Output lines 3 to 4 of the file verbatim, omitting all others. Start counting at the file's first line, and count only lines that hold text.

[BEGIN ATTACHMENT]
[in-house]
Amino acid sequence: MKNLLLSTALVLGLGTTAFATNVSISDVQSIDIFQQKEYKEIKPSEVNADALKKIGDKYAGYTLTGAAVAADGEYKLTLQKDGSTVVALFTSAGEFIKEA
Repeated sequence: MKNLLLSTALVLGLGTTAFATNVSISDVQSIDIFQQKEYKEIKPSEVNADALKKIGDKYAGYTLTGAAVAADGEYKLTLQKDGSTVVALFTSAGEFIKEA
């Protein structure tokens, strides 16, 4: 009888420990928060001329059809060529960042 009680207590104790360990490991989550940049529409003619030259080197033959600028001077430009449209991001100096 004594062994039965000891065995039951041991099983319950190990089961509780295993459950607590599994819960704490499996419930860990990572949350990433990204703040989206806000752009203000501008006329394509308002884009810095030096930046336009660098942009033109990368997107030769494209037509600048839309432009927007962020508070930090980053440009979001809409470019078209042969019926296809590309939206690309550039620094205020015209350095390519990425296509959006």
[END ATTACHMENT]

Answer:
Repeated sequence: MKNLLLSTALVLGLGTTAFATNVSISDVQSIDIFQQKEYKEIKPSEVNADALKKIGDKYAGYTLTGAAVAADGEYKLTLQKDGSTVVALFTSAGEFIKEA
């Protein structure tokens, strides 16, 4: 009888420990928060001329059809060529960042 009680207590104790360990490991989550940049529409003619030259080197033959600028001077430009449209991001100096 004594062994039965000891065995039951041991099983319950190990089961509780295993459950607590599994819960704490499996419930860990990572949350990433990204703040989206806000752009203000501008006329394509308002884009810095030096930046336009660098942009033109990368997107030769494209037509600048839309432009927007962020508070930090980053440009979001809409470019078209042969019926296809590309939206690309550039620094205020015209350095390519990425296509959006």